Mariinsky: a bluffer's guide
One of the world’s leading dance companies is in London this week, but how much do you know about the ballet formerly known as the Kirov? Let us enlighten you…
You might know them better as the Kirov, but when the Soviet state collapsed, the company and its home theatre in St Petersburg reverted to the original Mariinsky name. They kept the Kirov tag for a while, but now it’s Mariinsky all the way.
What the Mariinsky definitely have on their side is tradition. Originally established as the Imperial Ballet, the company dates back to 1783. In the glory days of the late nineteenth century, the Mariinsky’s ballet master Marius Petipa created the ultimate classical works ‘Sleeping Beauty’ and ‘Swan Lake’, pretty much defining what the world now knows as ballet. Legendary dancers Nijinsky, Pavlova, Makarova, Nureyev and Baryshnikov all came through the company.
Not that we like to adhere to national stereotypes, but the St Petersburgers are proud of their house style, drilled into dancers at the Vaganova ballet school. The result is a perfectly synchronised, identical corps de ballet, with every dancer matched line-for-line. Style-wise, the Russians tend towards drama and virtuosity, but the Mariiinsky are particularly known for their expressive upper bodies and arched backs. ‘In other companies they do not have the same movement in the head, the arms, the fingers, the elbow, the softness of the body, the way the head and eyes follow the arms,’ says ballet master Yuri Fateev. ‘This is what makes the Mariinsky special.’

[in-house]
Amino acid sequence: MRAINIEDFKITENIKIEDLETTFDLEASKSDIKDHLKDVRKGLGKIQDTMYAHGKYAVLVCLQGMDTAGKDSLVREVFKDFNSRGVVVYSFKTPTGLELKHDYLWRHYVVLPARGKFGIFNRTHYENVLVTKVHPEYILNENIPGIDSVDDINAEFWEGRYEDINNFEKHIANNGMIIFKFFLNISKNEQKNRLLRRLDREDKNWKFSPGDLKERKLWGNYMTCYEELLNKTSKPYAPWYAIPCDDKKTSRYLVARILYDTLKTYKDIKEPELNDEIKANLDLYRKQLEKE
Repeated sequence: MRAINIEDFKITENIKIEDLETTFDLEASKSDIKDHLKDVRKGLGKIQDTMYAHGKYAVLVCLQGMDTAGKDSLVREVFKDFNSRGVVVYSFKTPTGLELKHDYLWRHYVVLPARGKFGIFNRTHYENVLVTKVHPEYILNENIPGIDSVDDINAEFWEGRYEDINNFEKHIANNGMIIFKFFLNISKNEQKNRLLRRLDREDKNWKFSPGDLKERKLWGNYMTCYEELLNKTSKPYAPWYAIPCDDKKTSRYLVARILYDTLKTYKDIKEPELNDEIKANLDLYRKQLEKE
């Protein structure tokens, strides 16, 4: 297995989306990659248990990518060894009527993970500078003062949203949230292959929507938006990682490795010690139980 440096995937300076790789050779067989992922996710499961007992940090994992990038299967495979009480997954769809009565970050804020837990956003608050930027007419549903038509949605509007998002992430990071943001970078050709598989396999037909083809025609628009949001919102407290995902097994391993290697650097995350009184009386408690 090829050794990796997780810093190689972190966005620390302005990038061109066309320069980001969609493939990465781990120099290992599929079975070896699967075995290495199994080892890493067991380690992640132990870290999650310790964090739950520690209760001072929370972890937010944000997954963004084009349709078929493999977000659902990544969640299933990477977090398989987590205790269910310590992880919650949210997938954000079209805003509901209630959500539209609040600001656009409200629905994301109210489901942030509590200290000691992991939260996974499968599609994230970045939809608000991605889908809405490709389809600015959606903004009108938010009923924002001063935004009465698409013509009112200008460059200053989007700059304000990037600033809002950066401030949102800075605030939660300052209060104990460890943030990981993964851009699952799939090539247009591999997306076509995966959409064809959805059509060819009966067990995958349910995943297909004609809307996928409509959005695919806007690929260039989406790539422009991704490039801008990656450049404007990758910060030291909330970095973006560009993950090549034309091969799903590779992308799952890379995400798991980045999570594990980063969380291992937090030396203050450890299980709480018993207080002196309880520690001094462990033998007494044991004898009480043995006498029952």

It’s tradition that forms the bedrock of the Mariinsky repertoire, although recently there’s been a move towards modernity, taking on pieces by Balanchine, William Forsythe and Russian it-choreographer Alexei Ratmansky. However, international touring is all about the paydirt, so it’s safer to go with those pickled and preserved classics. The Opera House season will include stagings of ‘Swan Lake’ and ‘Sleeping Beauty’ by classical purist Konstantin Sergeyev.
Names to drop on this tour include Vladimir Shklyarov, gold medal winner at this year’s Moscow International Ballet Competition. A young, charismatic dancer, he had the audience screaming when he performed in New York, according to Fateev. Shklyarov will be dancing ‘Romeo and Juliet’ on the opening night with Alina Somova, another young up-and-comer who’s maturing into an intelligent artist. ‘She was a baby ballerina, but now she’s growing up,’ says Fateev. ‘She understands what she’s doing onstage. She’s showing a different side of her talent.’
What should I see?
For razzle dazzle, the Balanchine programme; for pure romance, it has to be Leonid Lavrosky’s 1940 ‘Romeo and Juliet’; for the ultimate tutu treat, star principal Uliana Lopatkina in ‘Swan Lake’.
The Big Question
Are they the best ballet company in the world? Plenty of people think so, not least the company themselves. ‘I think
it’s true!’ says Fateev. But he would, of course. The rest of us can debate that in the interval.
The Mariinsky Ballet are performing at the Royal Opera House, Mon Aug 3 - Aug15.
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